Thumbstuds make loading the magazine EZ.
Now a quick look at the spec sheet before we retroactively hit the range.

Caliber:  9mm
Capacity:  8+1
Barrel length:  3.675″
Overall length:  6.8″
Frame:  Polymer
Weight: 23 ounces
Barrel:  Stainless steel with Armornite finish
Slide:  Stainless steel with Armornite finish
Thumb safety:  Factory option
Action:  Internal hammer
Grip angle:  18°

So off to the range we go.  I brought along two types of ammo, Federal’s American Eagle 115gr FMJ’s and Norma’s 108gr Monolithic Hollow Point (MHP).
Federal’s American Eagle 115gr FMJ’s and Norma’s 108gr Monolithic Hollow Point (MHP)
The American Eagle is a good budget option, and the Norma MHP has really good (consistent, broad) expansion in ballistic gelatin.  Shooting took place at 7 yards.  I started with the American Eagle, which functioned perfectly through the first 200 rounds.  A good start.  The best 8-round group looked like this:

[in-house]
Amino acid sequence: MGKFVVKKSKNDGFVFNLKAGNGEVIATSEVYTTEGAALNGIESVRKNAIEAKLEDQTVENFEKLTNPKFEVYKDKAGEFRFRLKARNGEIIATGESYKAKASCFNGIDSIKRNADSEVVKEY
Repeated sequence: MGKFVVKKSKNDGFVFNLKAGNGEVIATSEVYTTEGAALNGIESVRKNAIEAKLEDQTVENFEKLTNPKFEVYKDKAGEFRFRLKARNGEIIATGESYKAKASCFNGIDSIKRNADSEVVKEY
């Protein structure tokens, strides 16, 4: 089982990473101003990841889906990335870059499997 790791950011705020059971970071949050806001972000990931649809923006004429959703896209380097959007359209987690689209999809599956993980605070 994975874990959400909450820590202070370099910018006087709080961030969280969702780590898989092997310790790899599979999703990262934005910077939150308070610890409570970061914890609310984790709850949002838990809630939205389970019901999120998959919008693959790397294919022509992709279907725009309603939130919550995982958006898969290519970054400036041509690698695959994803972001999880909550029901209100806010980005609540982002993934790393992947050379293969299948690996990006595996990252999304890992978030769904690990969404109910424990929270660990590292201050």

Best 8-round group, with American Eagle

But most of the groups with American Eagle through the Smith and Wesson Shield 9 EZ looked more like this:

An average group with American Eagle
The vertical stringing got worse until I finally let up on the firing schedule and let the barrel cool.  I switched over to the Norma MHP round and got one group out before running into a problem.
Jam sandwich
Houston, we have a problem.  The MHP round is ever so slightly longer than the FMJ, causing it to bind up in the mag.  This wasn’t a minor, easy to fix jam up, this was a total fight-stopper.  Norma’s MHP has fed through every other 9mm gun I have tried (three Glock’s, an MP5k, a QC10 PCC, and a 1965 vintage Browning Hi-power) so it’s hard to fault the ammo.  Perhaps the mags I received are on the tight end of the tolerance scale.  Either way, it’s information for potential buyers to evaluate and decide upon themselves.